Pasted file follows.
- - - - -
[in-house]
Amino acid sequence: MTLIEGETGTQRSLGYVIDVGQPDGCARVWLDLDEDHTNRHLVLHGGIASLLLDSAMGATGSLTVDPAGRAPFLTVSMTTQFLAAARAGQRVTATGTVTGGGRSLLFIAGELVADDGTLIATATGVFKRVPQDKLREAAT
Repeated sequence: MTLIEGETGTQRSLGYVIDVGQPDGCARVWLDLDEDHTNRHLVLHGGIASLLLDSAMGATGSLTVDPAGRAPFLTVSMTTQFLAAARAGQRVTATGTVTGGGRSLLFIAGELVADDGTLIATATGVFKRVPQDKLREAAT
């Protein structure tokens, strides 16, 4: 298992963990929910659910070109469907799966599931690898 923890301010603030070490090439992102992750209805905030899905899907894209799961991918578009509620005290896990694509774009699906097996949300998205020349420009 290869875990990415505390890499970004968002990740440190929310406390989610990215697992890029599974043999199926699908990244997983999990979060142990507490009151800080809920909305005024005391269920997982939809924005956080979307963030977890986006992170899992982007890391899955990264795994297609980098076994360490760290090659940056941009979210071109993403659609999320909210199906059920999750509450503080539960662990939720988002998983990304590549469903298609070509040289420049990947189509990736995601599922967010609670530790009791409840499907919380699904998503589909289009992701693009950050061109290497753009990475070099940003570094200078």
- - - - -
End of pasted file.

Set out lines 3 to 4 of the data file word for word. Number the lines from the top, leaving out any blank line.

Repeated sequence: MTLIEGETGTQRSLGYVIDVGQPDGCARVWLDLDEDHTNRHLVLHGGIASLLLDSAMGATGSLTVDPAGRAPFLTVSMTTQFLAAARAGQRVTATGTVTGGGRSLLFIAGELVADDGTLIATATGVFKRVPQDKLREAAT
């Protein structure tokens, strides 16, 4: 298992963990929910659910070109469907799966599931690898 923890301010603030070490090439992102992750209805905030899905899907894209799961991918578009509620005290896990694509774009699906097996949300998205020349420009 290869875990990415505390890499970004968002990740440190929310406390989610990215697992890029599974043999199926699908990244997983999990979060142990507490009151800080809920909305005024005391269920997982939809924005956080979307963030977890986006992170899992982007890391899955990264795994297609980098076994360490760290090659940056941009979210071109993403659609999320909210199906059920999750509450503080539960662990939720988002998983990304590549469903298609070509040289420049990947189509990736995601599922967010609670530790009791409840499907919380699904998503589909289009992701693009950050061109290497753009990475070099940003570094200078």